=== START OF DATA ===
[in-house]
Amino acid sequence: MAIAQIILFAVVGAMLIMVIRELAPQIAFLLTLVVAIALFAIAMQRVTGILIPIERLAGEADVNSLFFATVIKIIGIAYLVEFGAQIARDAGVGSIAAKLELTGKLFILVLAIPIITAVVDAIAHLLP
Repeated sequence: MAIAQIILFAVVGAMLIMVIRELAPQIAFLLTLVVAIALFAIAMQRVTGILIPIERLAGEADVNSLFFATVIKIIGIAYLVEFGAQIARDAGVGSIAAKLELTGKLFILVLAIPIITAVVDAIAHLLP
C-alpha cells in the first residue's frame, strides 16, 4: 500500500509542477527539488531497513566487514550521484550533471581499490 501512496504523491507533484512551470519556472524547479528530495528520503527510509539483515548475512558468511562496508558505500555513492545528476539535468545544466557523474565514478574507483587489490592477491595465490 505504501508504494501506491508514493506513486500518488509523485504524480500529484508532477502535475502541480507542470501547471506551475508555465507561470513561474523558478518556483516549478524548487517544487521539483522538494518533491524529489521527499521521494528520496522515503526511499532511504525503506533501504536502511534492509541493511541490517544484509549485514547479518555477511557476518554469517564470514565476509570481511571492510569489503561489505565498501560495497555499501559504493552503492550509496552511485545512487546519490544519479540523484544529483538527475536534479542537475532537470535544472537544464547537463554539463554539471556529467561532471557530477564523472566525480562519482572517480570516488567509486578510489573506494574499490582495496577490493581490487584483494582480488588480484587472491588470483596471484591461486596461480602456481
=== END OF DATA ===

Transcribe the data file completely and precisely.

[in-house]
Amino acid sequence: MAIAQIILFAVVGAMLIMVIRELAPQIAFLLTLVVAIALFAIAMQRVTGILIPIERLAGEADVNSLFFATVIKIIGIAYLVEFGAQIARDAGVGSIAAKLELTGKLFILVLAIPIITAVVDAIAHLLP
Repeated sequence: MAIAQIILFAVVGAMLIMVIRELAPQIAFLLTLVVAIALFAIAMQRVTGILIPIERLAGEADVNSLFFATVIKIIGIAYLVEFGAQIARDAGVGSIAAKLELTGKLFILVLAIPIITAVVDAIAHLLP
C-alpha cells in the first residue's frame, strides 16, 4: 500500500509542477527539488531497513566487514550521484550533471581499490 501512496504523491507533484512551470519556472524547479528530495528520503527510509539483515548475512558468511562496508558505500555513492545528476539535468545544466557523474565514478574507483587489490592477491595465490 505504501508504494501506491508514493506513486500518488509523485504524480500529484508532477502535475502541480507542470501547471506551475508555465507561470513561474523558478518556483516549478524548487517544487521539483522538494518533491524529489521527499521521494528520496522515503526511499532511504525503506533501504536502511534492509541493511541490517544484509549485514547479518555477511557476518554469517564470514565476509570481511571492510569489503561489505565498501560495497555499501559504493552503492550509496552511485545512487546519490544519479540523484544529483538527475536534479542537475532537470535544472537544464547537463554539463554539471556529467561532471557530477564523472566525480562519482572517480570516488567509486578510489573506494574499490582495496577490493581490487584483494582480488588480484587472491588470483596471484591461486596461480602456481